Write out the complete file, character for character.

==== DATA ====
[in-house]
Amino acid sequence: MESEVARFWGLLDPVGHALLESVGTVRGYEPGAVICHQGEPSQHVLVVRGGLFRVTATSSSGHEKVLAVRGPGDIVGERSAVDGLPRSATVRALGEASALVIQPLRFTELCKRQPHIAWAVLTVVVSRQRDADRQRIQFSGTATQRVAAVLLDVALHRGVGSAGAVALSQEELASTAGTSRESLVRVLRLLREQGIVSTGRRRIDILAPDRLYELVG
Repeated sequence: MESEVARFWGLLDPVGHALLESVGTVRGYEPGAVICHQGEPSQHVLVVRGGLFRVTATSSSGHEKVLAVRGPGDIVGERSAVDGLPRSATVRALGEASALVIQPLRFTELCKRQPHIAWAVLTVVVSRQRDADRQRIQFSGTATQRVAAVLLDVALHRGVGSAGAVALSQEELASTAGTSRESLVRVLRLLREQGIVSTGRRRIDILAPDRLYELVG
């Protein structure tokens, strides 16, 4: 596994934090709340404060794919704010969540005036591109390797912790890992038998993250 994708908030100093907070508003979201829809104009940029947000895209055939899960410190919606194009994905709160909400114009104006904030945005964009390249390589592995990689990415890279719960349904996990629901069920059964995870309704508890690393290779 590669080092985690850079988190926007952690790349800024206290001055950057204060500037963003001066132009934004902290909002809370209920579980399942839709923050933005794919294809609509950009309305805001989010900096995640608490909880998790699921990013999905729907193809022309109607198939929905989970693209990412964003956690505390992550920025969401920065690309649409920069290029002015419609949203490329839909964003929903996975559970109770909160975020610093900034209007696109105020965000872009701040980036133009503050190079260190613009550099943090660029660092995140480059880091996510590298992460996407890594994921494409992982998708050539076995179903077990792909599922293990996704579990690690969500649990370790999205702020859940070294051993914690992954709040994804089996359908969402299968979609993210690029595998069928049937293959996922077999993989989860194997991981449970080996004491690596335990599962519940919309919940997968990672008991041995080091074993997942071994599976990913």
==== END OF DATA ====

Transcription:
[in-house]
Amino acid sequence: MESEVARFWGLLDPVGHALLESVGTVRGYEPGAVICHQGEPSQHVLVVRGGLFRVTATSSSGHEKVLAVRGPGDIVGERSAVDGLPRSATVRALGEASALVIQPLRFTELCKRQPHIAWAVLTVVVSRQRDADRQRIQFSGTATQRVAAVLLDVALHRGVGSAGAVALSQEELASTAGTSRESLVRVLRLLREQGIVSTGRRRIDILAPDRLYELVG
Repeated sequence: MESEVARFWGLLDPVGHALLESVGTVRGYEPGAVICHQGEPSQHVLVVRGGLFRVTATSSSGHEKVLAVRGPGDIVGERSAVDGLPRSATVRALGEASALVIQPLRFTELCKRQPHIAWAVLTVVVSRQRDADRQRIQFSGTATQRVAAVLLDVALHRGVGSAGAVALSQEELASTAGTSRESLVRVLRLLREQGIVSTGRRRIDILAPDRLYELVG
């Protein structure tokens, strides 16, 4: 596994934090709340404060794919704010969540005036591109390797912790890992038998993250 994708908030100093907070508003979201829809104009940029947000895209055939899960410190919606194009994905709160909400114009104006904030945005964009390249390589592995990689990415890279719960349904996990629901069920059964995870309704508890690393290779 590669080092985690850079988190926007952690790349800024206290001055950057204060500037963003001066132009934004902290909002809370209920579980399942839709923050933005794919294809609509950009309305805001989010900096995640608490909880998790699921990013999905729907193809022309109607198939929905989970693209990412964003956690505390992550920025969401920065690309649409920069290029002015419609949203490329839909964003929903996975559970109770909160975020610093900034209007696109105020965000872009701040980036133009503050190079260190613009550099943090660029660092995140480059880091996510590298992460996407890594994921494409992982998708050539076995179903077990792909599922293990996704579990690690969500649990370790999205702020859940070294051993914690992954709040994804089996359908969402299968979609993210690029595998069928049937293959996922077999993989989860194997991981449970080996004491690596335990599962519940919309919940997968990672008991041995080091074993997942071994599976990913």